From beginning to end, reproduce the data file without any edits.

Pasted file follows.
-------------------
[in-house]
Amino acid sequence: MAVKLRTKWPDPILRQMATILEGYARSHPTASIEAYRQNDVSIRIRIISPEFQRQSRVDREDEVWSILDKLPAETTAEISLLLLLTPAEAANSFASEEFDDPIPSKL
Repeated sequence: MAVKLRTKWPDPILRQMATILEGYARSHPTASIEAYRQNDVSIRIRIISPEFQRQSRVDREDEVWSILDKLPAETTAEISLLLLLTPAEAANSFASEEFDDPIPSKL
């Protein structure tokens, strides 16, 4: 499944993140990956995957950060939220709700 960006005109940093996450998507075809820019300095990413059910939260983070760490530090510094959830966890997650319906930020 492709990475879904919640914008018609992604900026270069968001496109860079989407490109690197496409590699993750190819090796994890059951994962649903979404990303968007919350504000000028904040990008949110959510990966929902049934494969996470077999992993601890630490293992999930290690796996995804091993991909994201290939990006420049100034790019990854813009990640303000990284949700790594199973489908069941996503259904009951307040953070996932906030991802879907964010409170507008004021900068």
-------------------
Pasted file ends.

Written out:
[in-house]
Amino acid sequence: MAVKLRTKWPDPILRQMATILEGYARSHPTASIEAYRQNDVSIRIRIISPEFQRQSRVDREDEVWSILDKLPAETTAEISLLLLLTPAEAANSFASEEFDDPIPSKL
Repeated sequence: MAVKLRTKWPDPILRQMATILEGYARSHPTASIEAYRQNDVSIRIRIISPEFQRQSRVDREDEVWSILDKLPAETTAEISLLLLLTPAEAANSFASEEFDDPIPSKL
């Protein structure tokens, strides 16, 4: 499944993140990956995957950060939220709700 960006005109940093996450998507075809820019300095990413059910939260983070760490530090510094959830966890997650319906930020 492709990475879904919640914008018609992604900026270069968001496109860079989407490109690197496409590699993750190819090796994890059951994962649903979404990303968007919350504000000028904040990008949110959510990966929902049934494969996470077999992993601890630490293992999930290690796996995804091993991909994201290939990006420049100034790019990854813009990640303000990284949700790594199973489908069941996503259904009951307040953070996932906030991802879907964010409170507008004021900068």